Monday, February 20, 2012

You Down with O4P?

Yeah, you know me!

You down with O4P?

Yeah, you know me!

Who's down with O4P?

Everybody!! [Updated to include a link to a fabulous story over at Racism Review.]

Sorry, I got caught up. But Occupy Wall Street has gained my respect. It's not just Wall St they're occupying anymore. No, they're now occupying prisons and jails, too. And the reason I've decided to give them a second thumb's up? They've come to realize that:
Mass incarceration is the new Jim Crow. Between 1970 and 1995, the incarceration of African Americans increased 7 times. Currently African Americans make up 12 % of the population in the U.S. but 53% of the nation’s prison population. There are more African Americans under correctional control today—in prison or jail, on probation or parole—than were enslaved in 1850, a decade before the Civil War began.

The prison system is the most visible example of policies of punitive containment of the most marginalized and oppressed in our society. Prior to incarceration, 2/3 of all prisoners lived in conditions of economic hardship. While the perpetrators of white-collar crime largely go free.

And there's more to the story:
The U.S. has the world's highest documented incarceration rate. (Russia is second, Rwanda is third.) More blacks are under correctional control today than were enslaved in 1850. These unprecedented rates of incarceration have helped turn the two largest for-profit prison corporations, Corrections Corporation of America and GEO Group, into billion-dollar companies, according to Unholy Alliance, a report released in November 2011 by Public Campaign and PICO National Network.
 And as much as I distrust white people when it comes to race, when someone speaks the truth, I give them all the props they deserve. In this case, the white someone, in collaboration with Russell Simmons, is Dylan Ratigan. They make the case that:
Putting people in jail and keeping them there is good for business. So that's what these companies lobby for. According to the Justice Policy Institute, these companies "have contributed $835,514 to federal candidates and over $6 million to state politicians. They have also spent hundreds of thousands of dollars on direct lobbying efforts." They are large donors to state-based think tanks like the American Legislative Exchange Council (ALEC), who market harsh immigration, drug laws, and prison privatization laws to state level politicians around the country. While the rationale is no longer outright bigotry, the net effect, in terms of stripping millions of blacks of political and economic rights, is the same.
This is the face of racism today. It isn't the racist sheriff in Alabama turning hoses and dogs onto protesters, or the all-white development or country club, but the smooth lobbyist and campaign contributor discussing the efficiency of private prison initiatives or the politician too cowardly to act on decriminalizing marijuana for fear of antagonizing a powerful lobby. It's racism, Greedy-Bastards-style.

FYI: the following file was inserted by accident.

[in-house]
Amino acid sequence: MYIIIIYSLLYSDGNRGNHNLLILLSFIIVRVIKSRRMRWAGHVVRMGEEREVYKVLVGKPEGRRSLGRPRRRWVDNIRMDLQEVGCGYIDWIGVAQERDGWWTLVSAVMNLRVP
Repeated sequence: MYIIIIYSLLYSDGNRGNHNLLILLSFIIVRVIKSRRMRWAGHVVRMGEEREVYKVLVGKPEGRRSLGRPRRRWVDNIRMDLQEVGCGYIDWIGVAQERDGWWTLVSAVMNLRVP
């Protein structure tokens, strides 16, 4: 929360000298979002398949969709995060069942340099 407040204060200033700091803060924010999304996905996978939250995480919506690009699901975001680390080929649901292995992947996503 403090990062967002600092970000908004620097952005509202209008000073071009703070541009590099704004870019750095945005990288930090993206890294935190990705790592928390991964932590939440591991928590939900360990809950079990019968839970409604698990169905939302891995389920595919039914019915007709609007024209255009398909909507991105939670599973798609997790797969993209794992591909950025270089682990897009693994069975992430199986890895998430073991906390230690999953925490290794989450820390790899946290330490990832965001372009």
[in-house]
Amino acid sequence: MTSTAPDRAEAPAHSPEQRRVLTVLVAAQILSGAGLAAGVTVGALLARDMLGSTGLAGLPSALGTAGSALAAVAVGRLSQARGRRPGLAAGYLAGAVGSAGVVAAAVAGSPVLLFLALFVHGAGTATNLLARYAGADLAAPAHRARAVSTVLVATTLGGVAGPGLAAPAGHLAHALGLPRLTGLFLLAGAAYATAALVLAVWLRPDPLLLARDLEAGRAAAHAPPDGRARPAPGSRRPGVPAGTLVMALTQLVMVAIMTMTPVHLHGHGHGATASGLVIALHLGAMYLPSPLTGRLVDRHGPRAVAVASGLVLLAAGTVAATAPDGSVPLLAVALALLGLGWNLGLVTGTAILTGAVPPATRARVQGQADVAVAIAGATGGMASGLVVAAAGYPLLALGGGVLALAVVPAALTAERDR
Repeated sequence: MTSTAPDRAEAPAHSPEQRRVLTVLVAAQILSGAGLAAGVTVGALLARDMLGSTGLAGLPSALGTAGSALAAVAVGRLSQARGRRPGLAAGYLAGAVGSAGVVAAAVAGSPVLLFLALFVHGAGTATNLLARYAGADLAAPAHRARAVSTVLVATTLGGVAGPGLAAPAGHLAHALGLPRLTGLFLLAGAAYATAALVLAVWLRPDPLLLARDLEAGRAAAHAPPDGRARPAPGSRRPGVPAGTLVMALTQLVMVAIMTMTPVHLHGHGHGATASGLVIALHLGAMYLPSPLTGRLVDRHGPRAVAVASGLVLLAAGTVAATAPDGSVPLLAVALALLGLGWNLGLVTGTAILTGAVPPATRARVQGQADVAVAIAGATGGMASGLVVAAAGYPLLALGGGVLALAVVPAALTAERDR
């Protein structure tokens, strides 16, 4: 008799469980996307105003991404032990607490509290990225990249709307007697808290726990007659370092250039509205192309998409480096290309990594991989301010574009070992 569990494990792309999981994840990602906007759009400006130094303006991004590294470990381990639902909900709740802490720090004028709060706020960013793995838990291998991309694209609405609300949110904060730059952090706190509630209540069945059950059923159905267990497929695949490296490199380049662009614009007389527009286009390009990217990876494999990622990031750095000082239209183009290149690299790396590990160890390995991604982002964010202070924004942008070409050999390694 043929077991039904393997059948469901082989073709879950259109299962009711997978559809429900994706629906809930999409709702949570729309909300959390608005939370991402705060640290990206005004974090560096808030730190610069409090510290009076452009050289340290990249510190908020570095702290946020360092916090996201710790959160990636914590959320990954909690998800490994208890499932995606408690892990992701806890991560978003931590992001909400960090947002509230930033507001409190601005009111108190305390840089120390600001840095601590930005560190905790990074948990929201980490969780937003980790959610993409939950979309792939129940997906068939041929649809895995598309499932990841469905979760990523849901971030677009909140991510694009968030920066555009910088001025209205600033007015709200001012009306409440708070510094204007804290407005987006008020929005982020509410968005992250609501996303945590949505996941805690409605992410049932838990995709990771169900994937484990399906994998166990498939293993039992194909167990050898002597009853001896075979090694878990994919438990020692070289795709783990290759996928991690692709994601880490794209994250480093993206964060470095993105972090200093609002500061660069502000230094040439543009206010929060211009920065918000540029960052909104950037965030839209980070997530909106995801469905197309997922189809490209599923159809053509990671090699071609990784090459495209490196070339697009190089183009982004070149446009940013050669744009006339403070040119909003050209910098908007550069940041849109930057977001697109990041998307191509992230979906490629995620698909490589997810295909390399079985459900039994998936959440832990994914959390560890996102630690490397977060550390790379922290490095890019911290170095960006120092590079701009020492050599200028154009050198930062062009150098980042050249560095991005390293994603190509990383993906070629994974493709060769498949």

What's the alternative? David Kennedy, the director of the Center for Crime Prevention and Control at the John Jay College of Criminal Justice, has highlighted a very simple common sense approach known as hotspotting. He advocates for sitting down the gang members that perpetrate most of the violence, police, prosecutors, and community leaders to talk about their shared problems and the consequences of crime. Such an approach has dramatically reduced homicide rates in Boston and Chicago, and across the country. Yet these programs and programs like them with proven success in reducing crime are the first to go on the chopping block, because they don't provide the budgetary incentive that forfeiture laws do.
Major props.

If you get the chance, you really need to check out the links.

Much love. Stay down!

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This isn't too complicated. If you disagree with me, I'm more than happy to have an honest discussion. I'm quite open to learning new facts and ideas. I'm dying for a conservative to explain their ideas in a sensible way.

But, I do have rules, and they also apply to those who agree with me. They just get the benefit of my already knowing the fact they'll be referring to.

So, here're the comment thread rules:

1 - Use facts.
2 - Refer to policy.
3 - Don't rely on theories and conjectures. Show me how, for example, a public health insurance option will lead to "rationing" of health care.
4 - No unfounded attacks on any entity.

If you break those rules, I will edit your comment to my own whimsical satisfaction.

Lastly, perhaps most importantly, I'm not going to entertain too much pro-white/racism-denying discussion. I want this to be a space to discuss strategies to fight racism, not space where I have to fight racism. I want anti-racists to be able to come here for a mental respite. If what you're interested in doing is attempting to demonstrate the fallacy of anti-racism by repeating the same ole comments and questions and accusations we hear all the time, please do that somewhere else.

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But Don't Jack My Genuis